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Rising costs and increased instability in the health care marketplace has prompted more employers of all types and sizes to consider self-insurance as a solution to provide quality health benefits to their workers and dependents.

This solution can offer many advantages but like any significant business decision it should be given due consideration, including appropriate consultations with knowledgeable business advisors as self-insurance may or may not be the best fit for your organizations. This section of the SIEF website is designed to help familiarize employers on what they need to know to effectively evaluate the self-insurance option.

Specific topics include:

How self-insurance serves employers’ purpose to maintain healthcare benefit plans for their employees and dependents.

The increasing costs of human capital, and in the United States especially, the increasing costs of employee health care, makes it increasingly difficult for employers big and small to be competitive in the global market. Self-insured health benefits have long been a major part of the solution to this problem, and for this reason continue to thrust itself into the spotlight.

Some employers seem to consider self-insurance as no more than a complicated and obscure health benefits financing option, and simply choose to buy a benefits policy from one of the big commercial carriers and not consider their options. This may seem like the simple choice, but it also leaves the employer at the mercy of the carriers’ premium pricing and limited benefits design options. It also gives the employer little or no information about care costs or administrative performance, and little or no ability to see whether or not the coverage is really right for its employees and their dependents.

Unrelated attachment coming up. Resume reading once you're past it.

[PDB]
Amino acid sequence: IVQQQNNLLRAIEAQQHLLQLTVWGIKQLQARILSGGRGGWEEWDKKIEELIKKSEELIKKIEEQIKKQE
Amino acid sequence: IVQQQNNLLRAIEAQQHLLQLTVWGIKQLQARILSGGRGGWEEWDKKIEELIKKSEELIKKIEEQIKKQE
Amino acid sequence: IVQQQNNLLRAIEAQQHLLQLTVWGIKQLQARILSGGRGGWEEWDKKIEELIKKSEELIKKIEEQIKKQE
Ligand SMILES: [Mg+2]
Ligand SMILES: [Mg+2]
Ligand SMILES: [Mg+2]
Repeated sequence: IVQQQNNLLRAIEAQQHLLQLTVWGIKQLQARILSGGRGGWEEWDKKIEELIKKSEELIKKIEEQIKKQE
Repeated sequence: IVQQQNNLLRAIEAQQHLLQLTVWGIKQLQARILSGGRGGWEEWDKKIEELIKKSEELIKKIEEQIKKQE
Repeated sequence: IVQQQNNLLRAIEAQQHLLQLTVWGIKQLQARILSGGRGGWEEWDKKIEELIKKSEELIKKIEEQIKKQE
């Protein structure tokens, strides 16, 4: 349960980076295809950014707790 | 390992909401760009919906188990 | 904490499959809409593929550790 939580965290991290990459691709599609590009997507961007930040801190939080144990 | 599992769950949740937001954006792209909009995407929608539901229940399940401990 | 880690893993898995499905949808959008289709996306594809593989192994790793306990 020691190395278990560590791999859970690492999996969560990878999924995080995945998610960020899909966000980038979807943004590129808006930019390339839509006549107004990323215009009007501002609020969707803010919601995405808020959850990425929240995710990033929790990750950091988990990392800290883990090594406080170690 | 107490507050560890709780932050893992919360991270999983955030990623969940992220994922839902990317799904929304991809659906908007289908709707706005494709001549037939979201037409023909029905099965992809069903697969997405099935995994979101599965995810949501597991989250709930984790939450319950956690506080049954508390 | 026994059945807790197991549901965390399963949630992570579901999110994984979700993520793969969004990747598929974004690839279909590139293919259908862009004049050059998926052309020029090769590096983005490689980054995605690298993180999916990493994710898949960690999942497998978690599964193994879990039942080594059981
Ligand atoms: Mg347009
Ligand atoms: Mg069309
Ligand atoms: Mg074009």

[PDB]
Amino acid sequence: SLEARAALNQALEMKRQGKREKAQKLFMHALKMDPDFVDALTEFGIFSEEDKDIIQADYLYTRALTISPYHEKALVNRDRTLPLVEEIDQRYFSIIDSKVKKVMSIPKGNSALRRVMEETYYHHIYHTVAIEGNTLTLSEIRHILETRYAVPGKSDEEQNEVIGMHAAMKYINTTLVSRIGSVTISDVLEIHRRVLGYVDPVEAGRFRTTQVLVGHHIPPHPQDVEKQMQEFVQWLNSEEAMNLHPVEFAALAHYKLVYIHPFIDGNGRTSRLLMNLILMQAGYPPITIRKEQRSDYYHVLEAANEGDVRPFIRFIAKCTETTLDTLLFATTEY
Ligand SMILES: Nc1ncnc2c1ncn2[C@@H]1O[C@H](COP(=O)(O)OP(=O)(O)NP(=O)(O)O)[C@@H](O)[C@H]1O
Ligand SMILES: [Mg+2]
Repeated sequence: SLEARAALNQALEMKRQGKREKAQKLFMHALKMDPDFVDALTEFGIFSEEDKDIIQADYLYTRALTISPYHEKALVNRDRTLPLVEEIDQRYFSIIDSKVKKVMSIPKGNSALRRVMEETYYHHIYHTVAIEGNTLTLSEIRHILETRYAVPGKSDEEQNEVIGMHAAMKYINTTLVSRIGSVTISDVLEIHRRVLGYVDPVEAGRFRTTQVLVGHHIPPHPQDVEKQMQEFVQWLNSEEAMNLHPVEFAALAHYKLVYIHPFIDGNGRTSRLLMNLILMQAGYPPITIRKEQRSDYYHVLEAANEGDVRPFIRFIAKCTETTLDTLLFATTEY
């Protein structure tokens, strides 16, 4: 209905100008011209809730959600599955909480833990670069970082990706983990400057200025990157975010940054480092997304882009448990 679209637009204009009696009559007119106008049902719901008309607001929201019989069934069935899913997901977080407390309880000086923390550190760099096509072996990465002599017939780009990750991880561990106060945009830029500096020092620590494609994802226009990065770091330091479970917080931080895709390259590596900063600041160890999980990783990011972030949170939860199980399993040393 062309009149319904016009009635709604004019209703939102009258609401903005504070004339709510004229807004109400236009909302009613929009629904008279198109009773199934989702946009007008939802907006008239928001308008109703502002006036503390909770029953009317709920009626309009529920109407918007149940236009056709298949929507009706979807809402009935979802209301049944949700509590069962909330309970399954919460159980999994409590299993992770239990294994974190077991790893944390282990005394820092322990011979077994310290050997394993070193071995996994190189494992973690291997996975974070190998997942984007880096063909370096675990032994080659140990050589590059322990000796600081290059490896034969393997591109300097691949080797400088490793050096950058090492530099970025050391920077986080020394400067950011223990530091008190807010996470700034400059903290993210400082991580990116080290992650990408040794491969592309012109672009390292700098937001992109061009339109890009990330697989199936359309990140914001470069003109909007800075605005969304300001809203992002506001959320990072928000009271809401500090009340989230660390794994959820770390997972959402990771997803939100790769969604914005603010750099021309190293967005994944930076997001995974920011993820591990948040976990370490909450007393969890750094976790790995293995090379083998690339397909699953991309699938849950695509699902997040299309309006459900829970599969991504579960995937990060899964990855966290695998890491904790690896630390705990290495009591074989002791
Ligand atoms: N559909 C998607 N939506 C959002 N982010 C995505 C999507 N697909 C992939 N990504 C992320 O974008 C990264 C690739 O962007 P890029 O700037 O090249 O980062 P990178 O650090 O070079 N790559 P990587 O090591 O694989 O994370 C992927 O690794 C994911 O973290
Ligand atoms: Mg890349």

For employers who want a better health benefits mousetrap, self-insurance may be a much better choice. In fact, self-insured plans are more common than many think, and provide coverage to about 60 million individuals. There are good reasons for this. While self-insurance does give an employer valuable tax advantages, the real value of a self-insured plan is that it can be a powerful vehicle for lowering overall healthcare costs while offering better benefits, avoiding commercial insurance premium inflation, and implementing more effective claims management.

A self-insured plan is simple enough to set up, and though it does require capable advisors and administrators, the self-insurance industry has a deep bench. The crucial decision that an employer must make is to allocate funds to pay healthcare claims for its employees and their dependents (“plan participants”). The employer’s funding commitment isn’t open-ended, of course, but is capped by stop-loss insurance. An employer that maintains a plan might perform its own claims processing and other plan administration, but more often it’s more cost-effective to contract with a third party administrator (“TPA”) which is already set up to do it.